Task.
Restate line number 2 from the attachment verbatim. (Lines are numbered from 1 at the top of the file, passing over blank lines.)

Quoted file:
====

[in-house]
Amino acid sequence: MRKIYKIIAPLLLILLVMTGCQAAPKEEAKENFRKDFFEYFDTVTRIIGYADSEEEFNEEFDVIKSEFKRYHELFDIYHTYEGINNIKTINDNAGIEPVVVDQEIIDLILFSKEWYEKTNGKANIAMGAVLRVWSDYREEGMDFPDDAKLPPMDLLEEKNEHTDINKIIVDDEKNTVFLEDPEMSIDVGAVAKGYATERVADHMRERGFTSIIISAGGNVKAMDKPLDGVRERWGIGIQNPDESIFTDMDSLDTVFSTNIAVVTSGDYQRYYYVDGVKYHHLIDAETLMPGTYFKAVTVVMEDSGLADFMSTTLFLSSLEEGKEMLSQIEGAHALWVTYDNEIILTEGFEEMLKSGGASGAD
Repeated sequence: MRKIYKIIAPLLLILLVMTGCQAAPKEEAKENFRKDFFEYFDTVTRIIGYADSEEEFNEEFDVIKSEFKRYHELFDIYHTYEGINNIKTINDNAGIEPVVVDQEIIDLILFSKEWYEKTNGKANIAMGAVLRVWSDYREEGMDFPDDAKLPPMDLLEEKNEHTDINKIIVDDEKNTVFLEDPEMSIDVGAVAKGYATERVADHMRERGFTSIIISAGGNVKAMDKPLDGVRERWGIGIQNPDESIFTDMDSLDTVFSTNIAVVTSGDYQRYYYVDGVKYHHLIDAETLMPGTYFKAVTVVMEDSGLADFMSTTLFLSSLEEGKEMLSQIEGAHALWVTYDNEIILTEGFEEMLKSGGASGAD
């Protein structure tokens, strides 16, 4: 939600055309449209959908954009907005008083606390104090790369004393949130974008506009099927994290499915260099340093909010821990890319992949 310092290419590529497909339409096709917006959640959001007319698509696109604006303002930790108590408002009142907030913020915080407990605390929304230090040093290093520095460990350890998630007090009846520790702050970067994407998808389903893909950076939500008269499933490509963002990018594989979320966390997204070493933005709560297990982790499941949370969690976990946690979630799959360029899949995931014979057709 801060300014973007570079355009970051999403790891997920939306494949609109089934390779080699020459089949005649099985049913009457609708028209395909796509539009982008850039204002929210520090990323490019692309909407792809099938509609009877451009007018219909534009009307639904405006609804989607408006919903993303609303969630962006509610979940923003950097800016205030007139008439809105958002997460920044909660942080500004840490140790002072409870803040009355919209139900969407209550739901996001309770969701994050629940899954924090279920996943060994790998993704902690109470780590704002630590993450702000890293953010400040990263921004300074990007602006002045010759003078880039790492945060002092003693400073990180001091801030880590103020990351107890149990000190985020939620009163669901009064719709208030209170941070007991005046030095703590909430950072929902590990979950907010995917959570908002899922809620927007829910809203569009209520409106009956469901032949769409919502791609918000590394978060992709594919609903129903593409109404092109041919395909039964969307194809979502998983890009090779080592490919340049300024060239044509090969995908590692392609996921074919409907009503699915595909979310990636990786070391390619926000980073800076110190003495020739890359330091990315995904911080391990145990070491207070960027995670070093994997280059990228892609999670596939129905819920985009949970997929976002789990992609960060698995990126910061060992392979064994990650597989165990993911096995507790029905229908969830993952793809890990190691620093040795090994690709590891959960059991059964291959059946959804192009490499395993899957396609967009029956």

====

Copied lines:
Amino acid sequence: MRKIYKIIAPLLLILLVMTGCQAAPKEEAKENFRKDFFEYFDTVTRIIGYADSEEEFNEEFDVIKSEFKRYHELFDIYHTYEGINNIKTINDNAGIEPVVVDQEIIDLILFSKEWYEKTNGKANIAMGAVLRVWSDYREEGMDFPDDAKLPPMDLLEEKNEHTDINKIIVDDEKNTVFLEDPEMSIDVGAVAKGYATERVADHMRERGFTSIIISAGGNVKAMDKPLDGVRERWGIGIQNPDESIFTDMDSLDTVFSTNIAVVTSGDYQRYYYVDGVKYHHLIDAETLMPGTYFKAVTVVMEDSGLADFMSTTLFLSSLEEGKEMLSQIEGAHALWVTYDNEIILTEGFEEMLKSGGASGAD